Two Routes to NFkB

Nuclear factor-kappaB (NF-kB) is an evolutionary conserved family of transcription factors with key functions in many physiological and pathological processes (Ghosh and Karin 2002; Hayden and Ghosh 2004). The mammalian NF-kB family comprises five members, namely NFKB1 (p50/p105), NFKB2 (p52/p100), p65/RelA, cRel and RelB (Fig. 1). All NF-kB proteins are characterized by an N-terminal Rel homology domain (RHD) that confers hetero- or homodimerization between Rel proteins and sequence-specific DNA binding to gene regulatory elements in the chromatin. Only p65, c-Rel and RelB contain C-terminal transactivation domains (TAD) that are required for gene induction. In resting cells, NF-kB proteins are sequestered in the cytoplasm by inhibitory molecules (IkB: inhibitor of kappaB). The family of cytosolic IkBs consists of IkBœ, IkBP, IkBë as well as the NF-kB precursors NF-KB1/p105 and NF-KB2/p100 (Fig. 1). By an intramolecular cleavage, the precursors p105 and p100 give rise to transcription factors p50 and p52, respectively. As a common feature, all IkBs share an ankyrin repeat domain (ARD) that mediates interaction with the RHD and causes cytosolic retention by shielding the nuclear localization signals (NLS) of NF-kBs.

NF-kB activation is induced by a variety of stimulatory agents that include inflammatory cytokines, microbial pathogens, antigenic peptides, mitogens, morphogens and cellular stress. All upstream specific pathways converge at the IkB kinase (IKK) complex composed of two catalytic subunits IKKa and IKKp and a regulatory component IKKy/NEMO (NF-kB essential modifier) (Fig. 1). The first described canonical or type-1 NF-kB pathway is activated by all known physiological agents and involves site-specific serine phosphorylation of small IkBs or p105 by IKKp/IKKy in the cytosol (Fig. 2) (Li and Verma 2002). Phosphorylation targets IkBs for recognition by the SCF/pTRCP ubiquitin ligase complex that catalyzes the attachment of lysine 48-linked ubiquitin chains to the IkBs. Polyubiquitinated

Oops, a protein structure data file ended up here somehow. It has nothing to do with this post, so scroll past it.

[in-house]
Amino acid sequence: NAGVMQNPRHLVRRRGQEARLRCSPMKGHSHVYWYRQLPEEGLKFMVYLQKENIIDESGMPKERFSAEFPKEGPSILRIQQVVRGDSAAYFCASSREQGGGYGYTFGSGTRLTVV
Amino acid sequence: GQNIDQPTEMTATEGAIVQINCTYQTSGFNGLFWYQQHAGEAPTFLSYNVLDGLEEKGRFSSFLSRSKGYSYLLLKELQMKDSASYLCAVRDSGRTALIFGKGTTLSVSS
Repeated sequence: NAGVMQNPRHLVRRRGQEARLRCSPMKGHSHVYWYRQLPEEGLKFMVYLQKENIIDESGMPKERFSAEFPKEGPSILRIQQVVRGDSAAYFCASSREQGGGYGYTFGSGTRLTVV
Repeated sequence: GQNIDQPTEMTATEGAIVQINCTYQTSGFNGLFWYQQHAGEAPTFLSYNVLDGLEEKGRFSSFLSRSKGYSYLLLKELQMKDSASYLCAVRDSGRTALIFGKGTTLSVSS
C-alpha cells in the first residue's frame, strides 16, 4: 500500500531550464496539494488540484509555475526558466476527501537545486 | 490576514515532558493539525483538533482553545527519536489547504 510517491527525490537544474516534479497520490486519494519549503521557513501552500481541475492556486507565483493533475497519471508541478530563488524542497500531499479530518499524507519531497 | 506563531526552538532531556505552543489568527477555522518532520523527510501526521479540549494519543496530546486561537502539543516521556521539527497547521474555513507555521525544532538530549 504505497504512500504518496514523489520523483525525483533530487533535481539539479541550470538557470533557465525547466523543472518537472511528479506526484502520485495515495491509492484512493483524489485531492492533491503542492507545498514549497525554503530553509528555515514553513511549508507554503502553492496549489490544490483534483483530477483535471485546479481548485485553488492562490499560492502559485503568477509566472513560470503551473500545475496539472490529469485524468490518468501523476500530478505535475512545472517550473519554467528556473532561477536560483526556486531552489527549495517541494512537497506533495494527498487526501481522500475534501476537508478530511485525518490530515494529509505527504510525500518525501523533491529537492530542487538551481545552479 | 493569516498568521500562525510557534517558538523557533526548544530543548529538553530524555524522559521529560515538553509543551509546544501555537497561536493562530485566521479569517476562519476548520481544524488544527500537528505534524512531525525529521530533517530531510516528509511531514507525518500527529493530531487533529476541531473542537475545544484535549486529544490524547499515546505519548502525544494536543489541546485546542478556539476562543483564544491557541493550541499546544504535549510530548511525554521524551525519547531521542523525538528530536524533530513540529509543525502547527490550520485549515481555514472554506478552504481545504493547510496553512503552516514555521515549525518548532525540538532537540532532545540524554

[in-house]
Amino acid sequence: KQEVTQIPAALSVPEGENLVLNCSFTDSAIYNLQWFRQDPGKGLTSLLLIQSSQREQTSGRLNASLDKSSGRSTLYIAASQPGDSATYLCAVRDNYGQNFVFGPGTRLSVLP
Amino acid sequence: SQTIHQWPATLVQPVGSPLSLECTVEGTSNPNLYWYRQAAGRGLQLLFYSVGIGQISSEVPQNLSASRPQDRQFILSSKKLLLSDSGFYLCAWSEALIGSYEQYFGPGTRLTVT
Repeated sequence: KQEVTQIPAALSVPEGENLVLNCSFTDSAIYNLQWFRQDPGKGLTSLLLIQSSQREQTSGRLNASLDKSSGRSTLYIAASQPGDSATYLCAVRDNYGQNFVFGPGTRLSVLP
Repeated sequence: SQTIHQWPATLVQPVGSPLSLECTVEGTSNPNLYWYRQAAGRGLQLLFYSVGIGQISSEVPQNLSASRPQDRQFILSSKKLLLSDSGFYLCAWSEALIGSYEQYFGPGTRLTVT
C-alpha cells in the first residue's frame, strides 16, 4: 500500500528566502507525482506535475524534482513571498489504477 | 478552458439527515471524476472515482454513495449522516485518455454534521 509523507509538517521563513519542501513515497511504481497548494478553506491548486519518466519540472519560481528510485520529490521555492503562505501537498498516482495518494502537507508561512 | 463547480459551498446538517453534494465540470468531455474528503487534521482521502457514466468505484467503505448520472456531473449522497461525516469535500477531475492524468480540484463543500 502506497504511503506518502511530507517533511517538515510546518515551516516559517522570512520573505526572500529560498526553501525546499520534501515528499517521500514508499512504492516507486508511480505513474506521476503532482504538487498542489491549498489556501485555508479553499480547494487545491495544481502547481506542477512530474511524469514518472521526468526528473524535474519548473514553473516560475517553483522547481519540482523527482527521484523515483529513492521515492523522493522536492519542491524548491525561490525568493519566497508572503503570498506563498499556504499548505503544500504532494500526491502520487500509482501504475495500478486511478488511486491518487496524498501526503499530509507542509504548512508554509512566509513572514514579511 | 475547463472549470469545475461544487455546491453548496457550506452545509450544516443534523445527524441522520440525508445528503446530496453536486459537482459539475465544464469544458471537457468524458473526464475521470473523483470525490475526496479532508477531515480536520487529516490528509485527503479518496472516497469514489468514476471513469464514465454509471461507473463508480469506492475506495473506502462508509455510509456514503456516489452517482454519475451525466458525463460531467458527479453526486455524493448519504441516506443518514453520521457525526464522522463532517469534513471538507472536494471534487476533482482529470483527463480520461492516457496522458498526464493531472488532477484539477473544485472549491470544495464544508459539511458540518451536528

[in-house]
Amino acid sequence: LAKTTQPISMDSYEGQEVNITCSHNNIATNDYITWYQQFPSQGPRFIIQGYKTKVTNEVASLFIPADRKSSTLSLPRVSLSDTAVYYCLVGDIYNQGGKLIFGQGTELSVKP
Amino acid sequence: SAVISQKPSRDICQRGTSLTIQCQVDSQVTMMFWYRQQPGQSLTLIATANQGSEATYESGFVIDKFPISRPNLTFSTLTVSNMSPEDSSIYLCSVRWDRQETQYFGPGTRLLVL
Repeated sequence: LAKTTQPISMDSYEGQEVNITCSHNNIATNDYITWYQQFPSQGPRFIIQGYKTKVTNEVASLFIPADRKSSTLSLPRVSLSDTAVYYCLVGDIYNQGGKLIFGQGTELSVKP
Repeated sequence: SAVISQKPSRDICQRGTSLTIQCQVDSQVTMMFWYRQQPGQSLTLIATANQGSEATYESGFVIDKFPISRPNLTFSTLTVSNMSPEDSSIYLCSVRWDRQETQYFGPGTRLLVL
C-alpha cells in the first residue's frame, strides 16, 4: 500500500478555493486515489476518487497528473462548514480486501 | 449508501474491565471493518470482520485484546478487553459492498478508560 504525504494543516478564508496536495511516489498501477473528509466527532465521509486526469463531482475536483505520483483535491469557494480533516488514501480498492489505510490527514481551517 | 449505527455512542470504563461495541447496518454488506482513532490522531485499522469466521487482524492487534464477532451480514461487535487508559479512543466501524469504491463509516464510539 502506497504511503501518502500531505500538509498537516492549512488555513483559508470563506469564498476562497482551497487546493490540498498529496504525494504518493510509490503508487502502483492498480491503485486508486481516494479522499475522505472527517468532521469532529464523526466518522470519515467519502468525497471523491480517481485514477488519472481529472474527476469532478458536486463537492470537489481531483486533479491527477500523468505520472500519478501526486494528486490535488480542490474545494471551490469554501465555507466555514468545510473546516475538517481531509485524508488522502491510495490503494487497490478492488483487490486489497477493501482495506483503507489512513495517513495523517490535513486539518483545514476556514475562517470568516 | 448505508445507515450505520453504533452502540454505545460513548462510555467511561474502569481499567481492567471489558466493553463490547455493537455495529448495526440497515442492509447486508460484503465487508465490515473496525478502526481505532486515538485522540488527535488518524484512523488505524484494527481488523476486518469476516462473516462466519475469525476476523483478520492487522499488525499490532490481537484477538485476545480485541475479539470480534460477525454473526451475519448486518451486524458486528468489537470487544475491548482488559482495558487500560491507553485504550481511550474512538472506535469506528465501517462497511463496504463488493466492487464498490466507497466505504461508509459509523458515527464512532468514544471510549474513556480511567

NLS

AA 551

p65

□ l= lTADP

RelB q LZ

H

M ¥

557

NF-KB/Rel

c-Rel

-

619

p50

-

443

p52

-

447

SRD

Precursor

p100

p52

898

p105

P5C*- "

969

RHD SRD

IkBa

M0000ÜCP

317

IkB

IkBß

^HXXMXX>

361

IkBs

^^XXKXX^

500

ARD

AL

IKKa or IKKß

KD [] |=| LZ t=|HLH|=|b

745 or 756

IKK

NBD

IKKg/NEMO

KBD tj MOD/UBD t|ZF|]

419

RHD: Rel homology domain; TAD: Transactivation domain; LZ: Leucine zipper; AA: Amino acids; SRD: Signal

response domainARD: Ankyrin repeat domain; KD: Kinase domain; AL: Activation loop; HLH: Helix loop helix motif

KBD: kinase binding domain; MOD: Minimal oligomerization domain; UBD: Ubiquitin binding domain; ZF: Zinc fi

nger

Fig. 1 Scheme of NF-kB, IkB and IKK proteins. NF-kB transcription factors process an N-terminal Rel homology domain (RHD) that mediates dimerization, nuclear localization and DNA binding as a common characteristic. The C-terminal transactivation domain (TAD) of p65, RelB and c-Rel is needed for the recruitment of transcriptional coactivators. p100 and p105 represent precursor molecules that are proteolytically processed to p52 and p50, respectively. Inhibitory IkB proteins interact via their akyrin repeat domains with the C-terminal part of the RHD and prevent nuclear translocation of NF-kB by masking the nuclear localization sequence (NLS). The signal response domain (SRD) contains phosphor acceptor sites that are of critical function for stimulus-dependent degradation of IkB proteins. IKKa and IKKP are highly homologous and contain an activation loop (AL) within their N-terminal kinase domain (KD). In addition, leucine zippers and helix-loop-helix motifs are found in the C-terminus. Through the C-terminal Nemo-binding domain (NBD), IKKa and IKKP interact with the structurally unrelated IKKy/NEMO protein that is characterized by the N-terminal kinase-binding domain (KBD), a central minimal oligomerization/ubiquitin-binding domain (MOD/UBD), and a C-terminal zinc finger (ZF)